Janelle's first Thanksgiving feast
This post is something along the lines of two weeks late; I apologise [. . . I mean apologize] to all our faithful readers for the long hiatus from updating you about what matters most in my family, and specifically it seems about Janelle Helena. But, as you may have guessed from the 'apologise/apologize' confusion, my family and I have just recently emigrated back to Ohio from Sheffield, and that, as you may well appreciate, has been rather chaotic. At any rate, that's enough of the apologizing; here's the story of my baby girl's first Thanksgiving.
Obviously, Thanksgiving as a celebration of some nearly specific events in Colonial American history is not as rigorously observed in the United Kingdom as they are in the good ol' US of A. Nevertheless, like missionaries venturing to far-flung heathen lands, Andrea and I have made it a point to celebrate this tradition with our British friends, and this year we focused on friends from our church, Christ Church Fulwood. At this point special thanks ought to be given to Janet and John (pictured here). They hosted our holiday feast, and everything was perfect. In addition, Janet prepared the turkey (kind of the centerpiece of any Thanksgiving meal, eh?), which was wonderful.
Here you can see what an enjoyable spread was put before us. In somewhat less-than-traditional (but much-more-affordable) style, everybody contributed something to the meal. Not that I can speak authoritatively on the subject, but I suppose this is probably just a bit more faithful to the original Thanksgiving meal (if such a mythical event actually happened). Personally, I think my favorite items were the sweet potatoes (brought by John and Valerie) and the pumpkin pie (which Andrea made), but that's probably because I have a bit of a sweet tooth. Everything was very good, though; even the cranberry sauce, which I normally give a miss, was homemade by Rich and Helen and was fabulous. We even took the leftovers home with us.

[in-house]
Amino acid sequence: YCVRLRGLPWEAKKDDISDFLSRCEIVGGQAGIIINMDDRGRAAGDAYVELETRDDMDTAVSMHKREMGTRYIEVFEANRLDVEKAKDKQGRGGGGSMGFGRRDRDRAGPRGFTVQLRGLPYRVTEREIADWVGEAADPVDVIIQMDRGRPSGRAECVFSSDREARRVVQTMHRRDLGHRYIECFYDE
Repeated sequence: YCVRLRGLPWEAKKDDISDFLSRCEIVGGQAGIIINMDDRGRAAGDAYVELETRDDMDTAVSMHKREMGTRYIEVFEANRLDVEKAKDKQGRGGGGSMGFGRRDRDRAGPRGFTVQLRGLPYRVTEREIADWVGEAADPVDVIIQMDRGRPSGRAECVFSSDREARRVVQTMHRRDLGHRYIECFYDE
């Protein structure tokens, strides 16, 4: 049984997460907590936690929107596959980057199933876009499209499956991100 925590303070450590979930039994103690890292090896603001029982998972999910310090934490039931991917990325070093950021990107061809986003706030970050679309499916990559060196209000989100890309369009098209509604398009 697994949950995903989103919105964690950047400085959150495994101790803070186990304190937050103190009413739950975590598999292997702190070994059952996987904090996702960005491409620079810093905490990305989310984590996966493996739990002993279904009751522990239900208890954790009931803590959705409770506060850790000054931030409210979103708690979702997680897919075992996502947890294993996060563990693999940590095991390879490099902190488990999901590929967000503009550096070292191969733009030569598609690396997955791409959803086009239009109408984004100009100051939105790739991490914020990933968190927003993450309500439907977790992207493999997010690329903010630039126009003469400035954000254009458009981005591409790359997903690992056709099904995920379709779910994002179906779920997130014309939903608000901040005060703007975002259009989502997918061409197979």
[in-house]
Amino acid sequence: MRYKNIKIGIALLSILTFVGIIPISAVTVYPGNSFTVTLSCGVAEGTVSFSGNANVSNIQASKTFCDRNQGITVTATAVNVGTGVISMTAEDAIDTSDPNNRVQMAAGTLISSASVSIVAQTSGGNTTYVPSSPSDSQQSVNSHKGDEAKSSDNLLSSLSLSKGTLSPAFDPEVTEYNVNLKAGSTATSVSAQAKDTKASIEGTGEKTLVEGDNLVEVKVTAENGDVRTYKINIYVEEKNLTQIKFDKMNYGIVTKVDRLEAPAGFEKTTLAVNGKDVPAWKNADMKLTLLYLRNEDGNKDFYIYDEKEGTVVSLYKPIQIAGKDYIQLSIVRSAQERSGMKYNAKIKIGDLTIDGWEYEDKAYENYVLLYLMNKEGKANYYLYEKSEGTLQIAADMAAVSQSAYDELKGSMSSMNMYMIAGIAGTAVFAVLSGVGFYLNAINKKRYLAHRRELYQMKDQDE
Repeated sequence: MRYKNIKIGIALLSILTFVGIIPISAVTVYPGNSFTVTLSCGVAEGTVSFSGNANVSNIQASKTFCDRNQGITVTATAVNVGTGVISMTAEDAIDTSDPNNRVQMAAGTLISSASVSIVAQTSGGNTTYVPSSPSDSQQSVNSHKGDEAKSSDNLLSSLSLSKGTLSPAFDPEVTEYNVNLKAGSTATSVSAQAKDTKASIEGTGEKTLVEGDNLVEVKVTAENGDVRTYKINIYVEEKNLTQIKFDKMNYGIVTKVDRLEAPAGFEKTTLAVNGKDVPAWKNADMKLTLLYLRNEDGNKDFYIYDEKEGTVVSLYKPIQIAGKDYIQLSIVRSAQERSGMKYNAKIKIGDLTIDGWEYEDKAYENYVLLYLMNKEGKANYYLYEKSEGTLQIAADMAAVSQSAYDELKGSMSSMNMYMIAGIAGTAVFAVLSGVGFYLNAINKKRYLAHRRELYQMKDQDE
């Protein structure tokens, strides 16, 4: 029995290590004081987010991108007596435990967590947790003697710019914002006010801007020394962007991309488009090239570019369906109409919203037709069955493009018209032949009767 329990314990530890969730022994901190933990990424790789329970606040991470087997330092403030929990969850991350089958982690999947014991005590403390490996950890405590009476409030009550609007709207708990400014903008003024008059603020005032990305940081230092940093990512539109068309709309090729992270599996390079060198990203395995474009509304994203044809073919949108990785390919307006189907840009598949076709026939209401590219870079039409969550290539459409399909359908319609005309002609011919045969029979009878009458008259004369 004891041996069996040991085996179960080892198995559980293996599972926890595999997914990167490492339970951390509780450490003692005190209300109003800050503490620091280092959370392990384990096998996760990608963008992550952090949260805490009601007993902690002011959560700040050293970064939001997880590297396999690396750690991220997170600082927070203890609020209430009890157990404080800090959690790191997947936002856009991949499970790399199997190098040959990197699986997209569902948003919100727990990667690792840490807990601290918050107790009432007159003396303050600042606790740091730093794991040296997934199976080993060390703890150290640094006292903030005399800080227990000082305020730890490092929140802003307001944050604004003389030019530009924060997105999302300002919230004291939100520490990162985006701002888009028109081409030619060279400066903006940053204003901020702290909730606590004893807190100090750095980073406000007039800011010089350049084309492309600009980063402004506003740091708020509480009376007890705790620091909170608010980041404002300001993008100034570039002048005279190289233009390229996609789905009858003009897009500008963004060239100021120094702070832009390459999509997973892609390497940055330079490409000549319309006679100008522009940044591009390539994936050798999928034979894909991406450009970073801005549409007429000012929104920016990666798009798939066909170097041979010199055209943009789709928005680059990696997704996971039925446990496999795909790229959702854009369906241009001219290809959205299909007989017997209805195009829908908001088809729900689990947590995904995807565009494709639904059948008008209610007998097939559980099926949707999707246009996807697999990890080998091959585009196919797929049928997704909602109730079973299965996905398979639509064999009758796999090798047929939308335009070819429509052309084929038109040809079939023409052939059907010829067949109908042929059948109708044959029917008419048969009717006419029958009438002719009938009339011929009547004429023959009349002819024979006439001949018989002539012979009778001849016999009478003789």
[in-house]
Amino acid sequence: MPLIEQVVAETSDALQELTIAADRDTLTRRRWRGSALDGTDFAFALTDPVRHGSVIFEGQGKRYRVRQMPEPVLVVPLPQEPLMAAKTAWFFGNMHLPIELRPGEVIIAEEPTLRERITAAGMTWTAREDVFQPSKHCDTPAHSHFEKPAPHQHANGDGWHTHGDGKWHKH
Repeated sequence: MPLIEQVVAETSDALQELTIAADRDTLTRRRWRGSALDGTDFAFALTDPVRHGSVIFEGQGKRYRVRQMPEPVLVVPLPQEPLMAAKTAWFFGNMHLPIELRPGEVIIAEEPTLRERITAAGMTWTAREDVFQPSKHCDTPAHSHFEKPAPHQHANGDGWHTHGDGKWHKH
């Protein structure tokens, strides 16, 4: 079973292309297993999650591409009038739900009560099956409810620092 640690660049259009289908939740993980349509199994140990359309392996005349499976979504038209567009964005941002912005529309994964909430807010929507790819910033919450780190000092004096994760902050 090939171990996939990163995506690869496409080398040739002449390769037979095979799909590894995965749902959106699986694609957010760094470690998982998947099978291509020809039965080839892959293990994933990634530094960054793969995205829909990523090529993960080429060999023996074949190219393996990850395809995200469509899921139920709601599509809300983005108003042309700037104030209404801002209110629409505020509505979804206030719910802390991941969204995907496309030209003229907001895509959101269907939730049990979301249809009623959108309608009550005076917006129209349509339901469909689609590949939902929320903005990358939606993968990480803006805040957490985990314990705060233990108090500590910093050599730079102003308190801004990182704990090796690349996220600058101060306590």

In the end the entire celebration was somewhat bitter-sweet. Everyone was lovely, and, as I've already said, Janet and John provided an amazing setting for a holiday tradition that was admittedly more important to me and Andrea than to them. The work they put into the day as a whole made it fantastic, a Thanksgiving truly worthy to be my lovely daughter's first. But in the back of my mind I could not (and still can not) get away from the thought that this was the last Thanksgiving I would celebrate with these, the best of friends for which two (or three) American sojourners could ask. I will miss everyone from Sheffield next Thanksgiving, and I like to imagine that perhaps some of these people will continue to observe this un-British festivity in honor (or, better, honour) of three Americans they once knew a long, long time ago.
[update: I just downloaded some pictures taken by Rich and Helen of our Thanksgiving feast, so I post them online for your perusal. I will, for once, spare you the running commentary.]